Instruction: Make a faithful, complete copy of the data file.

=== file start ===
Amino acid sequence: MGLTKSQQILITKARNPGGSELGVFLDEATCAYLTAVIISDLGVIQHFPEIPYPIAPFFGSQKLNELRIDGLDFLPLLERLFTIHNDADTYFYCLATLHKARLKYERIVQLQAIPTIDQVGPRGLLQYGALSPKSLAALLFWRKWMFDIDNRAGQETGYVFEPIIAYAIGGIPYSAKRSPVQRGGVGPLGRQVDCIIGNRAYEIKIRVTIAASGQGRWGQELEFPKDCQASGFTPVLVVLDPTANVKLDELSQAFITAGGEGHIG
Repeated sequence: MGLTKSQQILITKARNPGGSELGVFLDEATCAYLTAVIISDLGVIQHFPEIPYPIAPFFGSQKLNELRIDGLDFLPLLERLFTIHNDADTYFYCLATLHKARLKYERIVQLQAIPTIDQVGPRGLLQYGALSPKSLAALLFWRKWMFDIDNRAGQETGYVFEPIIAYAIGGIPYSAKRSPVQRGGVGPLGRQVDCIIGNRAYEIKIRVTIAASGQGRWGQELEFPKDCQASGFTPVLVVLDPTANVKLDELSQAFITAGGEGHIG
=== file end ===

Amino acid sequence: MGLTKSQQILITKARNPGGSELGVFLDEATCAYLTAVIISDLGVIQHFPEIPYPIAPFFGSQKLNELRIDGLDFLPLLERLFTIHNDADTYFYCLATLHKARLKYERIVQLQAIPTIDQVGPRGLLQYGALSPKSLAALLFWRKWMFDIDNRAGQETGYVFEPIIAYAIGGIPYSAKRSPVQRGGVGPLGRQVDCIIGNRAYEIKIRVTIAASGQGRWGQELEFPKDCQASGFTPVLVVLDPTANVKLDELSQAFITAGGEGHIG
Repeated sequence: MGLTKSQQILITKARNPGGSELGVFLDEATCAYLTAVIISDLGVIQHFPEIPYPIAPFFGSQKLNELRIDGLDFLPLLERLFTIHNDADTYFYCLATLHKARLKYERIVQLQAIPTIDQVGPRGLLQYGALSPKSLAALLFWRKWMFDIDNRAGQETGYVFEPIIAYAIGGIPYSAKRSPVQRGGVGPLGRQVDCIIGNRAYEIKIRVTIAASGQGRWGQELEFPKDCQASGFTPVLVVLDPTANVKLDELSQAFITAGGEGHIG